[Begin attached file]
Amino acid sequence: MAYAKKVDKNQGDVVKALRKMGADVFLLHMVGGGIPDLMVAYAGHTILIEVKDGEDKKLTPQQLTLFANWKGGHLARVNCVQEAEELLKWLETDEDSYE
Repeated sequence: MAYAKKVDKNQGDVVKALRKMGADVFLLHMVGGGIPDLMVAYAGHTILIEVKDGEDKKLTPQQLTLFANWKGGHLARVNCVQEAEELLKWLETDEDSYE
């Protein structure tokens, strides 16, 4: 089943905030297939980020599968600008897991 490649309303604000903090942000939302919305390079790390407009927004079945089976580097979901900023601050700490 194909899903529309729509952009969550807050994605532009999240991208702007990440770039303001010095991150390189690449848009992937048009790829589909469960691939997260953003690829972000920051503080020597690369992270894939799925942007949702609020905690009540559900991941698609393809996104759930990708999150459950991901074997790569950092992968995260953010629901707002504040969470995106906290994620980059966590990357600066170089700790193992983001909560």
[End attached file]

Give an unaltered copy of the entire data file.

Amino acid sequence: MAYAKKVDKNQGDVVKALRKMGADVFLLHMVGGGIPDLMVAYAGHTILIEVKDGEDKKLTPQQLTLFANWKGGHLARVNCVQEAEELLKWLETDEDSYE
Repeated sequence: MAYAKKVDKNQGDVVKALRKMGADVFLLHMVGGGIPDLMVAYAGHTILIEVKDGEDKKLTPQQLTLFANWKGGHLARVNCVQEAEELLKWLETDEDSYE
């Protein structure tokens, strides 16, 4: 089943905030297939980020599968600008897991 490649309303604000903090942000939302919305390079790390407009927004079945089976580097979901900023601050700490 194909899903529309729509952009969550807050994605532009999240991208702007990440770039303001010095991150390189690449848009992937048009790829589909469960691939997260953003690829972000920051503080020597690369992270894939799925942007949702609020905690009540559900991941698609393809996104759930990708999150459950991901074997790569950092992968995260953010629901707002504040969470995106906290994620980059966590990357600066170089700790193992983001909560």